INTERNET ADDICTION DISORDERIn 'Reading the Comments' Joseph M. Reagle Jr., a communications professor at Northeastern University in the US, focuses on 'the way people relate to one another through the digital genre that he defines as social, reactive, short, asynchronous, and pervasive. To him, this “bottom of the Web” includes everything from Facebook sharing to bulletin board systems (BBS) to user-generated product reviews on Amazon.'
Weisberg writes: 'In the main, the Web conversation Reagle considers suffers from tendencies similar to the ones Turkle identifies: narcissism, disinhibition, and the failure to care about the feelings of others. It’s a world devoid of empathy.
Much of what we do on the Internet is, it seems, harmful to us and others but there's an even deeper aspect: we're hooked. Apparently in 1995, there was parody of an academic article going the rounds about "Internet addiction disorder". Certainly, it's habit forming.
'The simplest habitual activities are checking for updates in one’s social streams and affirming the contributions posted by friends. You do this by tapping on various permutations of the “like” button that Facebook launched in 2009: they include +1s on Google+, pins on Pinterest, hearts on Instagram, first stars, then hearts too on Twitter. The most successful mobile apps create distinctive, repetitive hand movements, like swiping on Tinder (left to reject), double-tapping on Instagram (to indicate approval), pressing down to view imploding doodles on Snapchat, and stroking down to catapult angry birds on Angry Birds.'
'When Turkle writes that “the Net teaches us to need it,” she is speaking metaphorically. But while the Internet itself may lack intentions, those designing our interactions with it have a purpose very much like the one she describes.'
'He calls the field he founded “captology,” a term derived from an acronym for “computers as persuasive technology.” It’s an apt name for the discipline of capturing people’s attention and making it hard for them to escape. Fogg’s behavior model involves building habits through the use of what he calls “hot triggers,” like the links and photos in Facebook’s newsfeed, made up largely of posts by one’s Facebook friends.'
BJ Fogg in person
One of Fogg’s students, Nir Eyal is the author of 'Hooked: How to Build Habit-Forming Products.'
A successful app, he writes, creates a “persistent routine” or behavioral loop. The app both triggers a need and provides the momentary solution to it. “Feelings of boredom, loneliness, frustration, confusion, and indecisiveness often instigate a slight pain or irritation and prompt an almost instantaneous and often mindless action to quell the negative sensation,” he writes. “Gradually, these bonds cement into a habit as users turn to your product when experiencing certain internal triggers.”Eyal thinks Facebook’s trigger is FOMO, fear of missing out. Instagram is even itchier. He writes: “Instagram is an example [of the work] of an enterprising team—conversant in psychology as much as technology—that unleashed a habit-forming product on users who subsequently made it part of their daily routines.” Its genius, in his view, is moving beyond generalized FOMO to create angst around “the fear of losing a special moment.”
Instagram was so damned addictive that Facebook had to buy it. Weisberg writes:
'Turkle argues against using the term “addiction” because it implies that “you have to discard the addicting substance,” and we aren’t very well “going to ‘get rid’ of the Internet.” But in describing what they’re doing, many of her subjects fall naturally into the language of substance abuse, abstention, and recovery. People colloquially describe sessions online as getting a fix, or refer to disconnection from social media as detoxing or going cold turkey. The industry can’t help talking that way either, about “users” and “devices.” The toll of technology is emotional rather than physical. But the more you read about it, the more you may come to feel that we’re in the middle of a new Opium War, in which marketers have adopted addiction as an explicit commercial strategy. This time the pushers come bearing candy-colored apps.'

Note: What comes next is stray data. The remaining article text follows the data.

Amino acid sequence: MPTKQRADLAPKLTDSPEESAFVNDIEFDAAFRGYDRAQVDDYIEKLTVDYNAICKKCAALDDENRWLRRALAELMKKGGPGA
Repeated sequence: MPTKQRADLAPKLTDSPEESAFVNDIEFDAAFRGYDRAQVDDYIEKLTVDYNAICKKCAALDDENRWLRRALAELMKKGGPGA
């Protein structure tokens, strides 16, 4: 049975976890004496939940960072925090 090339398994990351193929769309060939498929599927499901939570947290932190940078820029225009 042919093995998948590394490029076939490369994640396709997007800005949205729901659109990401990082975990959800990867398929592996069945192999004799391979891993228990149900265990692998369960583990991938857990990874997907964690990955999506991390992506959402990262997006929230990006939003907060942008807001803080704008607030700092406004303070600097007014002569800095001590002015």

THE ATTENTION ECONOMY
One person who is attempting to address these problems is Tristan Harris, a former B.J. Fogg student and until recently Product Philosopher at Google.
'Harris argues that an “attention economy” is pushing us all to spend time in ways we recognize as unproductive and unsatisfying, but that we have limited capacity to control. Tech companies are engaged in “a race to the bottom of the brain stem,” in which rewards go not to those that help us spend our time wisely, but to those that keep us mindlessly pulling the lever at the casino.'
His website says that he co-founded a movement for “Time Well Spent,” to spark a whole new ecosystem of software, websites and incentives built to help people spend their time, and their lives, well – not built to maximize engagement or screen time.'
Weisberg doesn't buy into this. He concludes: 'As long as software engineers are able to deliver free, addictive products directly to children, parents who are themselves compulsive users have little hope of asserting control. We can’t defend ourselves against the disciples of captology by asking nicely for less enticing slot machines.'
Read the complete piece: 'We Are Hopelessly Hooked'
This post concludes with another related piece, this time from the science journal Nature entitled 'Time to expand the mind: Thoughtful use of ubiquitous technology can improve mental ability more than drugs and devices', say Nicholas S. Fitz and Peter B. Reiner. In a section entitled 'Perspective Shift' they write:
'It is hard to overstate the degree to which information technology has permeated today’s world. For many, reliance on technology begins when they awaken, continues throughout the day and ends only when they drift off to sleep.
'Nearly half of the adult population worldwide owns a smartphone.But to call these devices phones is a misnomer; the functions they carry out are incredibly diverse, including storing information,sending and receiving messages, and videoconferencing.
'Sometimes it feels as if technology is supplanting thinking, but this worry is somewhat misdirected. Rather, these devices are extending the reach of our cognitive abilities, so much so that a statement that once seemed radical is increasingly realistic: we have become proto-cyborgs.
'We are still a long way from the transhumanist fantasy of upgradingour brains with implantable computer chips. But we have entered a transitional era in which we are commingling our cognitive space with technology. In doing so, we have enlisted the assistance of what might be termed technologies of the extended mind.'